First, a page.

I've got a SS which will become a fix soon, am looking at getting an all-around bike for daily errends and load-carrying, and then when I have more of a training base will look at getting a go-fast roadie bike. Some people will ride on the road but have a MTB too, or their old BMX they couldn't bear to part with, or they bike they set up for their GF to ride and kept even when she lost interest.

    Now if you'll excuse me, I have some hanging on pedex's every word to do here.

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    Quote Originally Posted by lilHinault
    I-Like-To-Bike: "Serious" means someone who's riding to work, riding to school, a messenger like pedex (my hero!) someone who's into bikes, cares about bikes, rescues cool old bikes from the dumpster and keeps 'em, trades 'em, passes 'em on, this covers lots of people - you know how people who are into it at all will often accumilate bikes.
    See, now you've done it. You should have taken the hint earlier. You've set yourself up for an ILTB post about your attitude and how arrogant and ignorant you are in suggesting that anyone who does less than what you say isn't "serious". It's all pedantic semantics, but ILTB thrives on it here and elsewhere.

  19. #19
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    All I can say is that so far ILTB has been gentle with us compared to the animosity we run into from people who Don't-Like-To-Bike. If we can make it through the ILTB charm school we'll all be real suave diplomats.

    [Edited for grammar.]
    Last edited by Platy; 06-30-05 at 01:31 AM.

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    Maybe his name could be I-Like-To-B1tch hehe

    And I'm an arrogent, ignorant, posinger pining to join the pedex posse!

  21. #21
    Been Around Awhile I-Like-To-Bike's Avatar
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    Quote Originally Posted by Rowan
    See, now you've done it. You should have taken the hint earlier. You've set yourself up for an ILTB post about your attitude and how arrogant and ignorant you are in suggesting that anyone who does less than what you say isn't "serious". It's all pedantic semantics, but ILTB thrives on it here and elsewhere.
    Yes Rowan, you are Correct, LIL Racer has set himself up as an arrogant cycling elitist if indeed he is serious about his definitions. And it is not pedantic semantics, it is practical advice on effective advocacy, Cycling advocates need to avoid smug, elitist attitudes/language alluding to the superior virtue (cycling and otherwise) of the brotherhood of cyclists who fit his profile of "serious" (or "real" or "true") cycling/cyclists.

    When the red flag of "serious cycling" is raised by cycling advocates, whether by "High Mileage Road Cylists" with the high mileage on their odometers run up on weekend training rides, or cyclists claiming superior moral virtue because of their choice in lifestyles, it is almost always done to put other cyclists down and is usually tied to angling for special consideration for those who share the so-called Serious cyclist's profile.

    I do like to "*****" at a circle of self appointed experts who smugly believe they are God's gift to the world of cycling and insist on calling their exclusionary ideas/proposals, "bicycling advocacy". It is immaterial to me if their sense of "seriousness" (AKA: superior virtue/wisdom) emanates from their choice in cycling equipment, cycling technique, average speed, total miles, or percentage of miles traveled only by bicycle - when such "serious cyclists" preach outside of their choir and speak of "WE believe this" or "WE want that" they likely misrepresent the advocacy views of everyone else not in the selected slice of the "serious cyclist" clan.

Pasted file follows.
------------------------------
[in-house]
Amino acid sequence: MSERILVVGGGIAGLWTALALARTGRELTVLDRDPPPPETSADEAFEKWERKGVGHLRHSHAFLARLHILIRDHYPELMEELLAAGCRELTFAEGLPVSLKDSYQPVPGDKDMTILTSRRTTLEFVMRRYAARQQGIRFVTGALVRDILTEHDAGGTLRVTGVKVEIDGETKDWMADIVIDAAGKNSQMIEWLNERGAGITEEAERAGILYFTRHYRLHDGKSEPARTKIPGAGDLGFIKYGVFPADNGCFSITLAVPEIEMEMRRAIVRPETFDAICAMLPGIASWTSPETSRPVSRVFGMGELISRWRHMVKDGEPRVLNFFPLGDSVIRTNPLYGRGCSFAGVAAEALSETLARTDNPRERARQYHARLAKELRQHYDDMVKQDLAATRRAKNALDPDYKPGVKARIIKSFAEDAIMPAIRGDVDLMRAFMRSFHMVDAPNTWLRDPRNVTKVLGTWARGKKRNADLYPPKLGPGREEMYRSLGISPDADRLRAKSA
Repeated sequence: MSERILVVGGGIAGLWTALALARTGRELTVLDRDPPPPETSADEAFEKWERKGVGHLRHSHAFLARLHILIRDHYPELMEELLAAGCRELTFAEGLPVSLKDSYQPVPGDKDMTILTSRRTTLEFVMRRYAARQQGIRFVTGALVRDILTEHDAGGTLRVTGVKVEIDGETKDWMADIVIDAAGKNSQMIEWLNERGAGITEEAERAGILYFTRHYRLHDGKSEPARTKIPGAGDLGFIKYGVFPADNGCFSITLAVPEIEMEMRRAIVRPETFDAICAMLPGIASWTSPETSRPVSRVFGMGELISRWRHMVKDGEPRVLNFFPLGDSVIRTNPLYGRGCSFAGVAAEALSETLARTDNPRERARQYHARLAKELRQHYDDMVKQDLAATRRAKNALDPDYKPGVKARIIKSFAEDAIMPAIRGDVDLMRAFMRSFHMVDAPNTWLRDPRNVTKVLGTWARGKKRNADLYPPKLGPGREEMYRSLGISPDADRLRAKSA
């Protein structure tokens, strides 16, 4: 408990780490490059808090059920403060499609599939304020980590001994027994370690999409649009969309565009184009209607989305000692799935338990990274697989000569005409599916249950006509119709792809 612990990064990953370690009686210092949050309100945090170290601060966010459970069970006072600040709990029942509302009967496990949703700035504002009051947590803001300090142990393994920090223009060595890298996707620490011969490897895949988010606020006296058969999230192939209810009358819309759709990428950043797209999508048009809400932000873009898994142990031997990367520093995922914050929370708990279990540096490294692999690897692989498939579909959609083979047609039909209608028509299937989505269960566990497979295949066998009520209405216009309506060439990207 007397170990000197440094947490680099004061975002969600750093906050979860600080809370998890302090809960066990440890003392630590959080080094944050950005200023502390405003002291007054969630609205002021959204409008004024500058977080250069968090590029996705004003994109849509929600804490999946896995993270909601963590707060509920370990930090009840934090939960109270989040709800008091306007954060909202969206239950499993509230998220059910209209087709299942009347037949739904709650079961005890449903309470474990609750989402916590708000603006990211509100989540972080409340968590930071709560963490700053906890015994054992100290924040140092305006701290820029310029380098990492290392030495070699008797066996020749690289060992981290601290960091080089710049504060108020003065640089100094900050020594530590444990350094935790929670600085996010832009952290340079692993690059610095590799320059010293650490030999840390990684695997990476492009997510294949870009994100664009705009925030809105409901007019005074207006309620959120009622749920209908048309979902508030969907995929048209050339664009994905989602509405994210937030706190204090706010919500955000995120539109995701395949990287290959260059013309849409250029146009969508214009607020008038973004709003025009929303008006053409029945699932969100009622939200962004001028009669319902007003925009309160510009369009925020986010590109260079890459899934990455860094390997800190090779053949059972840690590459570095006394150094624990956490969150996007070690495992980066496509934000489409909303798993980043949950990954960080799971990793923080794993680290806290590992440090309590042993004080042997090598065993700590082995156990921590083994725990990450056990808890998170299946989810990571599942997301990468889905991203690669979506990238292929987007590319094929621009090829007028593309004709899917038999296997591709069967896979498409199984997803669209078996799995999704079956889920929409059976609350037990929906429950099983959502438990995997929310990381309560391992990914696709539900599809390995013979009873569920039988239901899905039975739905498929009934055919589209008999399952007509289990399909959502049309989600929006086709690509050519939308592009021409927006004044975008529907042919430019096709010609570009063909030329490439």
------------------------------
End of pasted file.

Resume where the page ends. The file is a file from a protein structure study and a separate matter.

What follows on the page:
Last edited by I-Like-To-Bike; 06-30-05 at 07:41 AM.

  22. #22
    Been Around Awhile I-Like-To-Bike's Avatar
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    Quote Originally Posted by lilHinault
    Maybe his name could be I-Like-To-B1tch hehe

    And I'm an arrogent, ignorant, posinger pining to join the pedex posse!
    And I assume you are serious.

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    Quote Originally Posted by I-Like-To-Bike
    Yes Rowan, you are Correct, LIL Racer has set himself up as an arrogant cycling elitist if indeed he is serious about his definitions. And it is not pedantic semantics, it is practical advice on effective advocacy, Cycling advocates need to avoid smug, elitist attitudes/language alluding to the superior virtue (cycling and otherwise) of the brotherhood of cyclists who fit his profile of "serious" (or "real" or "true") cycling/cyclists.

    When the red flag of "serious cycling" is raised by cycling advocates, whether by "High Mileage Road Cylists" with the high mileage on their odometers run up on weekend training rides, or cyclists claiming superior moral virtue because of their choice in lifestyles, it is almost always done to put other cyclists down and is usually tied to angling for special consideration for those who share the so-called Serious cyclist's profile.

    I do like to "*****" at a circle of self appointed experts who smugly believe they are God's gift to the world of cycling and insist on calling their exclusionary ideas/proposals, "bicycling advocacy". It is immaterial to me if their sense of "seriousness" (AKA: superior virtue/wisdom) emanates from their choice in cycling equipment, cycling technique, average speed, total miles, or percentage of miles traveled only by bicycle - when such "serious cyclists" preach outside of their choir and speak of "WE believe this" or "WE want that" they likely misrepresent the advocacy views of everyone else not in the selected slice of the "serious cyclist" clan.
    The trouble is Stanley, when you express your desire to argue effective advoacy, make sure you get your simple facts right. The he is a she. If you can't get the fundamentals right, no amount of pontificating on the veracity of a person's claims to be a serious cyclist or not, is going to help your cause.

  24. #24
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    Jeebuz, people, stop the snarking. If you want to be all nasty to each other, go check out the fixie or the roadie forums. Play nice, dammit!
    Higher ground for the apocalypse!

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    It's OK lala, it happens on every forum ILTB/Stanley Batt posts to. Goes with the territory. It's fun for a while, then gets boring, then people turn their attention elsewhere.